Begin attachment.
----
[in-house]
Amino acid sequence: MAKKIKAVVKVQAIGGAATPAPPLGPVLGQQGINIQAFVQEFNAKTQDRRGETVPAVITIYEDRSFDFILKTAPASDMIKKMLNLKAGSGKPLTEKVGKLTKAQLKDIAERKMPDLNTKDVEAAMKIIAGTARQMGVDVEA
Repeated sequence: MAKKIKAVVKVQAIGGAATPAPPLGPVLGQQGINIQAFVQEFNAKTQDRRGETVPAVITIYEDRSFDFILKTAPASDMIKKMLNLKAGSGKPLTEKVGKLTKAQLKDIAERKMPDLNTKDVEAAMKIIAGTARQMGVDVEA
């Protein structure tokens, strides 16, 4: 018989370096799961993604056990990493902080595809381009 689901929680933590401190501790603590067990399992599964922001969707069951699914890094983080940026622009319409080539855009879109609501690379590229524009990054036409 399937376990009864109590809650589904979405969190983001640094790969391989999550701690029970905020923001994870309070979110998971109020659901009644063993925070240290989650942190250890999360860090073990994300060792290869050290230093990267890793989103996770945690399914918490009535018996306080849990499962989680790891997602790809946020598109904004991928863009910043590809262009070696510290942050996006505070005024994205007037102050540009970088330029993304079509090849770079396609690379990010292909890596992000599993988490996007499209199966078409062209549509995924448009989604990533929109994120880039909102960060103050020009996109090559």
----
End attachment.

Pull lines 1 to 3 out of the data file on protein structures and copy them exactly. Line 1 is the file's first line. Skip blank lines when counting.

[in-house]
Amino acid sequence: MAKKIKAVVKVQAIGGAATPAPPLGPVLGQQGINIQAFVQEFNAKTQDRRGETVPAVITIYEDRSFDFILKTAPASDMIKKMLNLKAGSGKPLTEKVGKLTKAQLKDIAERKMPDLNTKDVEAAMKIIAGTARQMGVDVEA
Repeated sequence: MAKKIKAVVKVQAIGGAATPAPPLGPVLGQQGINIQAFVQEFNAKTQDRRGETVPAVITIYEDRSFDFILKTAPASDMIKKMLNLKAGSGKPLTEKVGKLTKAQLKDIAERKMPDLNTKDVEAAMKIIAGTARQMGVDVEA